Killings Summary
by Andre Dubus

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Killings Summary

In Andre Dubus's "Killings," Matt and Ruth Fowler struggle to come to terms with the murder of their son, Frank. Distraught over Frank's killer's freedom, Matt enacts his own brand of justice.

  • Frank started dating Mary Ann Strout, Richard's ex-wife.

  • Richard became increasingly violent and threatening, culminating in him shooting Frank. His family's wealth allowed him to walk free on bail while awaiting trial.

  • Richard's continued presence in town upsets Matt and Ruth. Matt kidnaps Richard, kills him, and makes it seem like he skipped bail. After disposing of the body, Matt returns home to find Ruth waiting up for him.

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"Killings" by Andre Dubus was first published in The Sewanee Review in 1979. The short story was adapted into a critically acclaimed film titled In the Bedroom in 2001, directed by Todd Field.

"Killings" is set in a blue-collar town in Massachusetts. The story explores the psychology and emotions of a couple after their son, Frank, is murdered. Dubus treats the dark antagonist and murderer, Richard Strout, with small notes of empathy. Dubus provides horrifying detail during the revenge kidnapping of Strout as Matt, Frank's father, walks through the strange and tidy apartment. As a master of the short story craft, Dubus presents this scene with startling incongruity. How does a man who lives in this tidy manner commit such a brutal murder? Dubus brings Strout to a level that is startling: he is an ordinary man who commits an evil act. Who else in the story is capable of such brutality?

Critics note that Dubus’ style is concise, refined, and straight from the heart. Ann Beattie admires Dubus for his attention to female characters—and Dubus delivers a complex character in Ruth, Matt’s wife. The interactions between Ruth and Matt are often surprising. The situations engulf them and become larger than who they are.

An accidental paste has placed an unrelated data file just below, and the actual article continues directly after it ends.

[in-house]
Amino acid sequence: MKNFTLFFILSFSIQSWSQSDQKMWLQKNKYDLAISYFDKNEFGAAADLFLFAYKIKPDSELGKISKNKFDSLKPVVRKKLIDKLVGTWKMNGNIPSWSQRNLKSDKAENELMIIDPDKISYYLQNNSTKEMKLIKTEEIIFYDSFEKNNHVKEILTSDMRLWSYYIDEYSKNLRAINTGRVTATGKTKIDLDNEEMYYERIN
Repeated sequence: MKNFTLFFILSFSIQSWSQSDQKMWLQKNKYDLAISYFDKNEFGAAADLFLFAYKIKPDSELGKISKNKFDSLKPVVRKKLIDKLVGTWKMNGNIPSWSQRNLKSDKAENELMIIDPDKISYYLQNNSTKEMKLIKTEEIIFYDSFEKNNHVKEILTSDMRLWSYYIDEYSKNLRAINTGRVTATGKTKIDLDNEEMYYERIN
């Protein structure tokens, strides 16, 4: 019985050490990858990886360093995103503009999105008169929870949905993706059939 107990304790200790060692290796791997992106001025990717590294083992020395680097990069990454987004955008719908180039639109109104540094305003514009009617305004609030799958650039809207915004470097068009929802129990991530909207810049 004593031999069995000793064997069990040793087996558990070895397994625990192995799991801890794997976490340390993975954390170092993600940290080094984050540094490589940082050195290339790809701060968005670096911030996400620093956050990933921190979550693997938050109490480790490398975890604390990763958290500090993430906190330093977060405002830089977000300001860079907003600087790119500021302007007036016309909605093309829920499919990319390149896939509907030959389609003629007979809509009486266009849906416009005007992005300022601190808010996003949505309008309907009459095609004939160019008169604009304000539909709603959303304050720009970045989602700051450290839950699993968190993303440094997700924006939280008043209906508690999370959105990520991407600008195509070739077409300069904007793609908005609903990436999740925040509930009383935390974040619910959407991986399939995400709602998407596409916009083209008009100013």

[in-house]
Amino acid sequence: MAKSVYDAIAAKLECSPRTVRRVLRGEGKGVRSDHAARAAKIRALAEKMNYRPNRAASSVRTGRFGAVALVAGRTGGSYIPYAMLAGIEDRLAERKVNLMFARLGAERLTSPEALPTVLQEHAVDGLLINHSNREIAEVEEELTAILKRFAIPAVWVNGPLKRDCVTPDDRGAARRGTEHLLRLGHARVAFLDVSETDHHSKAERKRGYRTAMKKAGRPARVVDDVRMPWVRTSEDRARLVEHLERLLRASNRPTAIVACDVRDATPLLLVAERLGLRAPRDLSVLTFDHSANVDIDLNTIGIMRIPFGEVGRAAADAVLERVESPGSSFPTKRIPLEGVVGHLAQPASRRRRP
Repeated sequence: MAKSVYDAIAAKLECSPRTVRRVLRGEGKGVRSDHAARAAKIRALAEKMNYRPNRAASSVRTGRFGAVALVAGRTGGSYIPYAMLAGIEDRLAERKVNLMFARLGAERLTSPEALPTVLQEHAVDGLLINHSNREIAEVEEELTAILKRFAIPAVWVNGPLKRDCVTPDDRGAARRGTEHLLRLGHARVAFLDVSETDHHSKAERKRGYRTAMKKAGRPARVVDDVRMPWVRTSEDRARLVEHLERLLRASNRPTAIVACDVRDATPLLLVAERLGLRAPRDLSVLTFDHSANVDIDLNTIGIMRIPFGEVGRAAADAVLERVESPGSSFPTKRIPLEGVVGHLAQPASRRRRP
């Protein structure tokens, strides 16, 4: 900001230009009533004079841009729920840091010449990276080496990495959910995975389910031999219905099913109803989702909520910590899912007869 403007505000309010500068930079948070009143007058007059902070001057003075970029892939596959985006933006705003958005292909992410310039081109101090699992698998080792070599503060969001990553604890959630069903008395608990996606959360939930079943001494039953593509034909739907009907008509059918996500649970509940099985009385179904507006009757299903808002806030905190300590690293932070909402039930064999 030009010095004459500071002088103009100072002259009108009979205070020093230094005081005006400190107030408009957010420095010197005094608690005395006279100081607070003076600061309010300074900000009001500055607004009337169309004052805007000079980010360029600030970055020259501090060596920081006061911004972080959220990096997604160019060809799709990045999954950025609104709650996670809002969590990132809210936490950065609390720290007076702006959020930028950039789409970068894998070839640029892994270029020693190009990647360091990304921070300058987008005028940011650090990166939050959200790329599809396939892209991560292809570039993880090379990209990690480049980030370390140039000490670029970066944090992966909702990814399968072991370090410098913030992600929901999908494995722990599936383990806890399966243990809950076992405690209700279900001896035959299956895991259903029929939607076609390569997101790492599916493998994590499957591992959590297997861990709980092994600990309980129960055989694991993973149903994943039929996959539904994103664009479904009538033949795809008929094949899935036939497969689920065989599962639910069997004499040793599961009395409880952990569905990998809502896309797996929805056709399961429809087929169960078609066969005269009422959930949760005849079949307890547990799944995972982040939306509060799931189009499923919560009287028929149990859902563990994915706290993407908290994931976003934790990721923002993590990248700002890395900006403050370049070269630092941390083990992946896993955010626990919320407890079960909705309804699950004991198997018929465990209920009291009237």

Critics note that Dubus does not simply write about family: he writes well about the point of view within an individual family. He is inside the family. The voices of mothers and daughters, fathers and sons, husbands and wives offer multiple perspectives in the action—and they inevitably get entangled. Dubus told The Yale Review that his job was to form the words on the page as his characters performed their acts. In "Killings," the actions are an affront to the reader and the words only serve to humanize their tragic choices and lives.


"Killings" begins with a funeral. Matt Fowler and his wife Ruth are burying their youngest son, Frank, who was murdered at age twenty-one. Steve and Cathleen, the Fowler’s two other children, are also at the funeral. It is revealed that Frank was shot in the head by Richard Strout, the estranged husband of Frank’s girlfriend, Mary Ann Strout.

Matt and Ruth are tormented when they see Richard around town. He is out on bail, and his freedom is incongruous with his vicious crime and their unbearable loss. When Ruth sees him at the counter at Sunnyhurst, she hides in the soup aisle until he leaves. There is also talk that Richard has a new girlfriend.

Richard Strout is twenty-six years old, and though he won a football scholarship to the University of Massachusetts, he dropped out of college after only two semesters (just before he would have been expelled for poor grades). After refusing an opportunity to help run his family's business, Richard ended up working as a bartender. He married Mary Ann, and they had two children after six years of marriage. Richard is known for his hot temper.

Following Frank’s death, Ruth encourages Matt to go and spend some time with his friends who are playing poker. After the game at his old friend Willis's house, Matt stays behind for a drink, thinking to himself about what Frank's death has cost him: the “quietly harried and quietly pleasurable days of fatherhood.”

Willis shares Matt's hatred for Richard, who comes to the restaurant Willis owns in town. The conversation then takes a dark turn: Willis and Matt discuss other murders...

(The entire section is 1,820 words.)